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Re: Simplify UnitStep expressions
*To*: mathgroup at smc.vnet.net
*Subject*: [mg69326] Re: Simplify UnitStep expressions
*From*: p-valko at tamu.edu
*Date*: Thu, 7 Sep 2006 04:30:15 -0400 (EDT)
*References*: <edm1qa$cps$1@smc.vnet.net>
With all due respect I am afraid the phenomenon has little to do with
the actual algorithms used in Simplify[] and FullSimplify[], but rather
with the way how assumptions are treated in general.
To illustrate my statement, I show an example without any Simplify[] or
FullSimplify[]:
In:
Assuming[a > 2, Not[a > 2] ]
I would like to get an answer False, but Mathematica gives
Out:
a <= 2
Pretty surprising result ! ! !
Regards
Peter
Adam Strzebonski wrote:
> Andrzej Kozlowski wrote:
> >
> > On 5 Sep 2006, at 16:20, Adam Strzebonski wrote:
> >
> >> Andrzej Kozlowski wrote:
> >>
> >>> On 1 Sep 2006, at 11:41, L. Dwynn Lafleur wrote:
> >>>
> >>>> The following is transcribed from a Mathematica 5.2 notebook in
> >>>> Windows XP:
> >>>>
> >>>> In[1]:= Simplify[UnitStep[a-x/b], a-x/b > 0]
> >>>> Out[1]= 1
> >>>>
> >>>> In[2]:= Simplify[UnitStep[a-Pi/b], a-Pi/b > 0]
> >>>> Out[2]= UnitStep[a-Pi/b]
> >>>>
> >>>> Why does the second output different from the first? I know it has
> >>>> something to do with the fact that Pi is internally defined in
> >>>> Mathematica
> >>>> because a similar result occurs Pi is replaced with E, but what
> >>>> logic is
> >>>> being followed?
> >>>>
> >>>> --
> >>>> ======================================
> >>>> L. Dwynn Lafleur
> >>>> Professor of Physics
> >>>> University of Louisiana at Lafayette
> >>>> lafleur at louisiana.edu
> >>>> ======================================
> >>>>
> >>> Curiously, if you use FullSimplify rather then Simplify you will get:
> >>> FullSimplify[UnitStep[a-Pi/b], a-Pi/b > 0]
> >>> 1
> >>> The same holds if Pi is replaces by E, or indeed by explicit
> >>> functions of E or Pi such as Pi^2, E^Pi etc. In all such cases
> >>> FullSimplify works but Simplify does not work. Strange.
> >>> Andrzej Kozlowski
> >>
> >>
> >> The cylindrical algebraic decomposition (CAD) algorithm used by Simplify
> >> to prove inference requires polynomial inequalities with rational number
> >> coefficients. a-x/b > 0 is equivalent to a polynomial inequality
> >> -(a*b^2) + b*x < 0 which has rational number coefficients.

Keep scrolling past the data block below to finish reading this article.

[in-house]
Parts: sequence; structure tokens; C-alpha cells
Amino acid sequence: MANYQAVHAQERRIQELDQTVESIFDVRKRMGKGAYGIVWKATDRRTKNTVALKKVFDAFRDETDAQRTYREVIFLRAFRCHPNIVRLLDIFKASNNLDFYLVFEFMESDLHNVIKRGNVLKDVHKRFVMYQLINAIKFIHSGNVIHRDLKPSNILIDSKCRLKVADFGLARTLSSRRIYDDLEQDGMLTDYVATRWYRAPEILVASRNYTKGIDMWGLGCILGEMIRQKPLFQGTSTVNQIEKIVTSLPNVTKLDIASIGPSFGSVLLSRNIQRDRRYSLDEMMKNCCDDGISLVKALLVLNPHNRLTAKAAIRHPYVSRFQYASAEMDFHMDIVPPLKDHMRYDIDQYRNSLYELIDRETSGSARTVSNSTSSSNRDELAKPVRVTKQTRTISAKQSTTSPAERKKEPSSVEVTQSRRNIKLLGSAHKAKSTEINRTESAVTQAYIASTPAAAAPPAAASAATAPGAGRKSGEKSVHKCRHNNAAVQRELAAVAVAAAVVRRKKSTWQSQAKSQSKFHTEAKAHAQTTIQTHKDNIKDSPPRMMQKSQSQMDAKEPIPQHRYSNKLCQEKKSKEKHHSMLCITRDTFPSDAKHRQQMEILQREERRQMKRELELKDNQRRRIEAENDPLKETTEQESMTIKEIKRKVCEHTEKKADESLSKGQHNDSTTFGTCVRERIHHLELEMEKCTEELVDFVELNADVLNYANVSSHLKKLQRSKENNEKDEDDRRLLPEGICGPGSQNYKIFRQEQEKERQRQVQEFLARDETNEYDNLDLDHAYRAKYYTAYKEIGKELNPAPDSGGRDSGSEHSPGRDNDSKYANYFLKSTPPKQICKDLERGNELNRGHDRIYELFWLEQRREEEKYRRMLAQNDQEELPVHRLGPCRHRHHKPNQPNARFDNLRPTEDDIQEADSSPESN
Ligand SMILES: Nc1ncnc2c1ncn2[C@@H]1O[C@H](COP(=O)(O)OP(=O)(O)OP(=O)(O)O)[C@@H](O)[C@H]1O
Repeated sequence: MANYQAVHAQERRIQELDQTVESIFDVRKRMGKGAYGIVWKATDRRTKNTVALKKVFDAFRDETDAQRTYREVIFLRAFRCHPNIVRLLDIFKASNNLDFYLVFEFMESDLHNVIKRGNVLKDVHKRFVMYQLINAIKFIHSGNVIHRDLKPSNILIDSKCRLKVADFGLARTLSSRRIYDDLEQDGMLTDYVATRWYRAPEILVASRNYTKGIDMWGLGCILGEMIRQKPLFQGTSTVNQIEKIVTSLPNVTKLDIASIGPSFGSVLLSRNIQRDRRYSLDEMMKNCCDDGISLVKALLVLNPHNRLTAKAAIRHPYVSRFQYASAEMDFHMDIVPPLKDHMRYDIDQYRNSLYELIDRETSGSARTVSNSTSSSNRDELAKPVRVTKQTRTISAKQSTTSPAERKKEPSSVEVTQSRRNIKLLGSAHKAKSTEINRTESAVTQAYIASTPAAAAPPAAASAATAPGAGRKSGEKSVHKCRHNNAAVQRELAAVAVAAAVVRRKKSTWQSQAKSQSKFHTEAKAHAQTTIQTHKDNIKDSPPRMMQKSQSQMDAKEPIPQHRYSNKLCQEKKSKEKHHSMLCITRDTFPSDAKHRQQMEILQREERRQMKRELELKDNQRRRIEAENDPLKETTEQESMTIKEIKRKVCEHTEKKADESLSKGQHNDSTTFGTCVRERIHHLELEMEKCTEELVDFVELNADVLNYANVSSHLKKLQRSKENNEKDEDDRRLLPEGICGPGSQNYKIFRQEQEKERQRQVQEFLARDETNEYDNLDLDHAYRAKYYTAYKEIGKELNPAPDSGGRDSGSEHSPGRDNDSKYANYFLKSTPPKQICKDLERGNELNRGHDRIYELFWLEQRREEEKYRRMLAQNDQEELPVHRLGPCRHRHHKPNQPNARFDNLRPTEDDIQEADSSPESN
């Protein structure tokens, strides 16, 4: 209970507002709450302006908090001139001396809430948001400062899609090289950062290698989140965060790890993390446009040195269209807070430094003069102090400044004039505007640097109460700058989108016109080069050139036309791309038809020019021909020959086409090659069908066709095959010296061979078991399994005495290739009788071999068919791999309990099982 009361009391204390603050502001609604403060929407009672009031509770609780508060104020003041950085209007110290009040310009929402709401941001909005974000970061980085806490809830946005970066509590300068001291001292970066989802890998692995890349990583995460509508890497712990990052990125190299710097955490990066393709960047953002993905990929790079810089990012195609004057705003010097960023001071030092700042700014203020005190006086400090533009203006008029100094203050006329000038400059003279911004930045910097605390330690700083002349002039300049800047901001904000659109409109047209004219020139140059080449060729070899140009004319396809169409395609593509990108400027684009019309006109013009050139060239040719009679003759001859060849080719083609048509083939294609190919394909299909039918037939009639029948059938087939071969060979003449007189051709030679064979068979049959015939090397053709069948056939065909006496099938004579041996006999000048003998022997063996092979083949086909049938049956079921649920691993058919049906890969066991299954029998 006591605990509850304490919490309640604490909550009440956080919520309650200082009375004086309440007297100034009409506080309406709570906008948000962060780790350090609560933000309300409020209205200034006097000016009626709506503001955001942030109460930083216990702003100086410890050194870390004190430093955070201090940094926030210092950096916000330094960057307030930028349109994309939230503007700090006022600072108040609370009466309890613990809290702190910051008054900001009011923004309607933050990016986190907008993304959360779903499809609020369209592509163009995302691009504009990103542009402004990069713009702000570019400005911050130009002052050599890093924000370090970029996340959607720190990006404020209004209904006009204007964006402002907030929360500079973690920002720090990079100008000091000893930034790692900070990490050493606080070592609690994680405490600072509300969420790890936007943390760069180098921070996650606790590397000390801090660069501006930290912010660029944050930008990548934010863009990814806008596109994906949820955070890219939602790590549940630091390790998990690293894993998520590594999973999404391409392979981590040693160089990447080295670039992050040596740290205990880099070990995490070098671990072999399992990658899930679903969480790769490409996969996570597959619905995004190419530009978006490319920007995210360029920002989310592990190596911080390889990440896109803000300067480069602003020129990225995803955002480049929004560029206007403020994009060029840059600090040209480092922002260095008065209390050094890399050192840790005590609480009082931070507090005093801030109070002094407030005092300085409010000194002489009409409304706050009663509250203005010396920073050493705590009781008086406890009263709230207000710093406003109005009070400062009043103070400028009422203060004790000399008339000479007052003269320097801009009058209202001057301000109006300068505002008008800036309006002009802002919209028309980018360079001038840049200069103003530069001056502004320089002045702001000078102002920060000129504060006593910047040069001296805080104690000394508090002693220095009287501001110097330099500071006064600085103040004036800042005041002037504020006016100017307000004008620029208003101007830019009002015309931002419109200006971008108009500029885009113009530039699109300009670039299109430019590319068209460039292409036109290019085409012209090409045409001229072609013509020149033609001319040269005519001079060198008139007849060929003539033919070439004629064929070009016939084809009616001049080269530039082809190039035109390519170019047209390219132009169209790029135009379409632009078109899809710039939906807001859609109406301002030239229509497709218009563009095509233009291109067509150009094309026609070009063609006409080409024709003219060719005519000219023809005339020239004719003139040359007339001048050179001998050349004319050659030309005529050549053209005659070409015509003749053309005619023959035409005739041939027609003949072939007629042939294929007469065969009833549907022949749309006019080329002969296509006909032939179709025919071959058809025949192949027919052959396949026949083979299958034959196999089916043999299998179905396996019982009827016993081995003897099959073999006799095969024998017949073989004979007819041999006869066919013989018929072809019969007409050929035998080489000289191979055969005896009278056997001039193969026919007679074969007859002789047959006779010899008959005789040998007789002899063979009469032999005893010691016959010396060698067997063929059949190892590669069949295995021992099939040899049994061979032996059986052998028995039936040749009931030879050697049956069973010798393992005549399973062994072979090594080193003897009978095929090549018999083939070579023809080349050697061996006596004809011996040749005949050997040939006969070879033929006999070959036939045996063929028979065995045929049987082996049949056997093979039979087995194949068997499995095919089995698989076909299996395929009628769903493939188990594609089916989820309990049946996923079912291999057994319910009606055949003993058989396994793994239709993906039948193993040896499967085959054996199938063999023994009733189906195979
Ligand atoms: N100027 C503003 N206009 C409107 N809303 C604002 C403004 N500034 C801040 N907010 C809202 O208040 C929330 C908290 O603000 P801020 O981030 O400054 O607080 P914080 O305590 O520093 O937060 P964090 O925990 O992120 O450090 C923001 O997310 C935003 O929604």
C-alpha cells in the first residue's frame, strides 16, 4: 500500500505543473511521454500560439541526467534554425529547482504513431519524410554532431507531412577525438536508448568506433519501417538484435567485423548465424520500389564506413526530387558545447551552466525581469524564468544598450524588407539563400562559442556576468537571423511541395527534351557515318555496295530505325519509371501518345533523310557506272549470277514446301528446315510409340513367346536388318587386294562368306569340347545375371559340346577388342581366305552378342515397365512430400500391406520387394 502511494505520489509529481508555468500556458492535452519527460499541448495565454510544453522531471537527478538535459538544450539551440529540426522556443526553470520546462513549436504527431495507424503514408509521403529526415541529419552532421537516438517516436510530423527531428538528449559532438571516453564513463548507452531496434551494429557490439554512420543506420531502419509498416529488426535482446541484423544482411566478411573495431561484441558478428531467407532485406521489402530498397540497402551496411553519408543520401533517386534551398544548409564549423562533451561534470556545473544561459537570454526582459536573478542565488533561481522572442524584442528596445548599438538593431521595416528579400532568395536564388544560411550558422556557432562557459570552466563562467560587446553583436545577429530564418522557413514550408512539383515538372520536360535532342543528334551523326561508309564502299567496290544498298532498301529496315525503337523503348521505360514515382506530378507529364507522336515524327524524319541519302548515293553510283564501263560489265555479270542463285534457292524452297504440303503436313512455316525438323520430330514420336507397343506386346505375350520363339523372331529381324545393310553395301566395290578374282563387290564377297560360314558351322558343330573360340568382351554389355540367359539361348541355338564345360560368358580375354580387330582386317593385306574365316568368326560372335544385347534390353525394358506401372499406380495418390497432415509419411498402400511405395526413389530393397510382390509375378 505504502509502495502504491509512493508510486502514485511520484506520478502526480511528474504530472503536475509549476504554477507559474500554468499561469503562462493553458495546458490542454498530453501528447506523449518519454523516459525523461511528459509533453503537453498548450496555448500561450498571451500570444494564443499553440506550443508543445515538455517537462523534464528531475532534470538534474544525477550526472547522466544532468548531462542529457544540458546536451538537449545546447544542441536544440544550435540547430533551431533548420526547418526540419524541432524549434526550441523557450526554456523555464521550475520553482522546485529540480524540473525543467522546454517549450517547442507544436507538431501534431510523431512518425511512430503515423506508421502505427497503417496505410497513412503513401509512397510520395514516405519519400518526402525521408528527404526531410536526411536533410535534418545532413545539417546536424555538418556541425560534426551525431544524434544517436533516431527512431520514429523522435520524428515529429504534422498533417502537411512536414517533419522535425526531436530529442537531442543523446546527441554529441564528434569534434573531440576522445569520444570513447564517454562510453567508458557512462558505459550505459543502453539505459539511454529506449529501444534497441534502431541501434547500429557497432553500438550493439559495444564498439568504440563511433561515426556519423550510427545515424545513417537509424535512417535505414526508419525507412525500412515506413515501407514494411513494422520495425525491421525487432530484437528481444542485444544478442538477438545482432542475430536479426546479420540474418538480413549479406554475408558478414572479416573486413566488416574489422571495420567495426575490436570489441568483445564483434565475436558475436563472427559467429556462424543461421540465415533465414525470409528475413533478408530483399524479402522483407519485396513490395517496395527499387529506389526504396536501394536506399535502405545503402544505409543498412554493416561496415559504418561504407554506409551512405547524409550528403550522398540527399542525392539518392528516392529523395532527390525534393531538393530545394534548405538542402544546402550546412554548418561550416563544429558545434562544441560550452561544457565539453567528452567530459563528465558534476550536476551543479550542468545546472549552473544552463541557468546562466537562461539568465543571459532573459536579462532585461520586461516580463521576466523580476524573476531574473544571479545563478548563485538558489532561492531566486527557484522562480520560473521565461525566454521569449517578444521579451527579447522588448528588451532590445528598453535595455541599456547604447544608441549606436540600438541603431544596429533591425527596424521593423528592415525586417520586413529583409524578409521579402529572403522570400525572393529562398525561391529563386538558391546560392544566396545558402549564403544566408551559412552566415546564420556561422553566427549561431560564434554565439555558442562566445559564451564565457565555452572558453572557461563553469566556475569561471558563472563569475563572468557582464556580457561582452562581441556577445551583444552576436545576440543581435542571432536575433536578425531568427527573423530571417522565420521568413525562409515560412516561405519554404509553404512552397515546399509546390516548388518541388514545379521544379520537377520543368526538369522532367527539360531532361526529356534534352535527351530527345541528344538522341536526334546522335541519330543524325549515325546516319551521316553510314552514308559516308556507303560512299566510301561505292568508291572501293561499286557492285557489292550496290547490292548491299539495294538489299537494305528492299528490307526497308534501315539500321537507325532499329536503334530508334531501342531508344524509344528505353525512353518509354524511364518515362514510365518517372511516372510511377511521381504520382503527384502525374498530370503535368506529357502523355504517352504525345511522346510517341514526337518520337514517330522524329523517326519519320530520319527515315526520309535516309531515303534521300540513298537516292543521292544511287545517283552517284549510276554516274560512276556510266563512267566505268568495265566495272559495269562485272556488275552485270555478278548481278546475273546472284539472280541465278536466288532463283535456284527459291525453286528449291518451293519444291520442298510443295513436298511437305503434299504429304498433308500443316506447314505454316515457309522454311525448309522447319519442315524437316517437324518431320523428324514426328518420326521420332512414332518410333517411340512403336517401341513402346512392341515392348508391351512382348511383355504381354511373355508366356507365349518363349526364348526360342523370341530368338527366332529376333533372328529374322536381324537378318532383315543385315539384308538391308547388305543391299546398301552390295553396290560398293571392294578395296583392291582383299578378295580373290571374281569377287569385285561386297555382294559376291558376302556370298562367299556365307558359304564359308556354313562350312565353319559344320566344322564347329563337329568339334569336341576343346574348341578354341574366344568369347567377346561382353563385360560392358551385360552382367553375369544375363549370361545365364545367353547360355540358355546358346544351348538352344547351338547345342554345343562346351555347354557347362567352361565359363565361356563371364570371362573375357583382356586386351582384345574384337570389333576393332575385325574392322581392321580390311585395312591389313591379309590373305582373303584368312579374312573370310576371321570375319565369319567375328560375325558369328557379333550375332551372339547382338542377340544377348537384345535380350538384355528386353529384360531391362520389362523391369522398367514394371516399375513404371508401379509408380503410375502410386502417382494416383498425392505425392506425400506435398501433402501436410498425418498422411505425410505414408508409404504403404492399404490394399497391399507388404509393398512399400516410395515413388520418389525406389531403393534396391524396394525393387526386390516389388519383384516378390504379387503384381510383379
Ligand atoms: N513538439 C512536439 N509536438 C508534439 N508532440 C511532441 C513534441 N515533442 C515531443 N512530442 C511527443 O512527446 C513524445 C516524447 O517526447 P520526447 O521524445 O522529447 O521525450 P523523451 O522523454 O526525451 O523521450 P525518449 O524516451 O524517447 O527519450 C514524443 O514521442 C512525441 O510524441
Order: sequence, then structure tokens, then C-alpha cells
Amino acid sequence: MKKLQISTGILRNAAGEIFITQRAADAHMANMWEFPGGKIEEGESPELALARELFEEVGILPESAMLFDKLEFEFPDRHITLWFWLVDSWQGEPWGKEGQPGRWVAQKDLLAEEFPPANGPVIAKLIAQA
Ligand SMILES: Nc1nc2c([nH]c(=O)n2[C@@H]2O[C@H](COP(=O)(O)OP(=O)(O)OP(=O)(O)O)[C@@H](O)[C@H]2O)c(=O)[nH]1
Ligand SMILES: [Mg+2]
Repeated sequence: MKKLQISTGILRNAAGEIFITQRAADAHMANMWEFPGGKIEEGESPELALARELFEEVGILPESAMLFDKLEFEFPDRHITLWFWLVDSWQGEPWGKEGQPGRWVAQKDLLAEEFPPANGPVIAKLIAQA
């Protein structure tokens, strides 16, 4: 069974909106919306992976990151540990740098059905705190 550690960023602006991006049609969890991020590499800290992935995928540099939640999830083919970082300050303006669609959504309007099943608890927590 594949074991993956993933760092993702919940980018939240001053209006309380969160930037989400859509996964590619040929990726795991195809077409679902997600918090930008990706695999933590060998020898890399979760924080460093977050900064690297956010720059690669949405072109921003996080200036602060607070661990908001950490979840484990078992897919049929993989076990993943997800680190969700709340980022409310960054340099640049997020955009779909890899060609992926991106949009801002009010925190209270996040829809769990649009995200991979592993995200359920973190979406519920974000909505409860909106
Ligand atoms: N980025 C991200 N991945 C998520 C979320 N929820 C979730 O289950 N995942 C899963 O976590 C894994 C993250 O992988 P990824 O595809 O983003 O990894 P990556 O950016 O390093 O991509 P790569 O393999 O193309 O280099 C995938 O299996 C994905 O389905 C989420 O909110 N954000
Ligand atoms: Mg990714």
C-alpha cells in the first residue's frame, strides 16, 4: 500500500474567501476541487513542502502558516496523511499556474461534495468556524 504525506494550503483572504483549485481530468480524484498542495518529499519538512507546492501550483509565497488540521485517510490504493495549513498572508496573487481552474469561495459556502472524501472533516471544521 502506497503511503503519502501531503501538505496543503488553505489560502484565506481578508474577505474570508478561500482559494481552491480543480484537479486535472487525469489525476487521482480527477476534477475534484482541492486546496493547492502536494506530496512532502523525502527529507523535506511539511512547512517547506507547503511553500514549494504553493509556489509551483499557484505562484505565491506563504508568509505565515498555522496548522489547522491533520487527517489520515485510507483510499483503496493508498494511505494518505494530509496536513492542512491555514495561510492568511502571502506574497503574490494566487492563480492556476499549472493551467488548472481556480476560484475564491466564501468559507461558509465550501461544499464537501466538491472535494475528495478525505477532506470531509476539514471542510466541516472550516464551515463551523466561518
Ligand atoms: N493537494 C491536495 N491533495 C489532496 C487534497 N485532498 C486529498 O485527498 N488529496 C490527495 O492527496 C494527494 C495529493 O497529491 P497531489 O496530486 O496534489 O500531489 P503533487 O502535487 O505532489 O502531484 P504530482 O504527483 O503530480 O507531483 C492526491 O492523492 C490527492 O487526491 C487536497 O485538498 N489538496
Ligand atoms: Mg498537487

> >> a-Pi/b > 0 is equivalent to a polynomial inequality -(a*b^2) + b*Pi < 0
> >> which has a numeric coefficient Pi which is not a rational number.
> >>
> >> Mathematica has two ways of dealing with nonrational numeric
> >> coefficients in CAD. One is to replace each nonrational coefficient
> >> with a new variable. This method always allows to decide inference
> >> (modulo the ability to zero-test the exact numeric constants), but
> >> it is potentially very expensive - CAD has a doubly exponential
> >> complexity in the number of variables and we add a new variable for
> >> each nonrational coefficient. The second method replaces nonrational
> >> numeric coefficients with their approximations. This is much less
> >> expensive, but in some cases it fails to decide inference.
> >> Simplify uses the second method which in this case is insufficient.
> >>
> >> FullSimplify uses more transformations, and one of the additional
> >> transformations succeeds.
> >>
> >> Best Regards,
> >>
> >> Adam Strzebonski
> >> Wolfram Research
> >>
> >>
> >>
> >
> > Thanks for the explanation. I feel I should have guessed it, but there
> > is one thing that still puzzles me. What exactly makes the rational
> > approximation fail for Pi or E, since it seems to work fine for
> > algebraic numbers such as Sqrt[2] or 3^(1/3)? It certainly can't be
> > anything to do with Pi or E not being algebraic, so presumably it is
> > something to do with the way the rational approximation is chosen? This
> > sounds very interesting; could you explain the exact reason why the
> > rational approximation in this case doe snot work and in what other
> > cases will it not work in general? It sounds like the reason might be
> > mathematically interesting (?).
> >
> > Andrzej Kozlowski
> >
>
> For Pi or E the assumption mechanism uses inexact (bignum)
> approximations and constructs CAD with inexact sample point
> coordinates. If we have an inequality f(X)<0 and we do not
> find a cell with a sample point P for which f(P)<0, but we
> do find a cell with a sample point P for which f(P) is
> a bignum zero (for instance 0``20) then we cannot tell
> whether f(X)<0 has any solutions or not.
>
> For algebraic numbers the assumption mechanism does not use
> approximations. It replaces the algebraic numbers with new
> variables, because in this case it does not contribute that
> much to the complexity. We do not need to compute projections
> wrt. the new variables. Instead we make the variables last in
> the projection ordering, and in the lifting phase we only lift
> the one-point cell which corresponds to the new variables being
> equal to the corresponding algebraic numbers.
>
> Best Regards,
>
> Adam Strzebonski
> Wolfram Research
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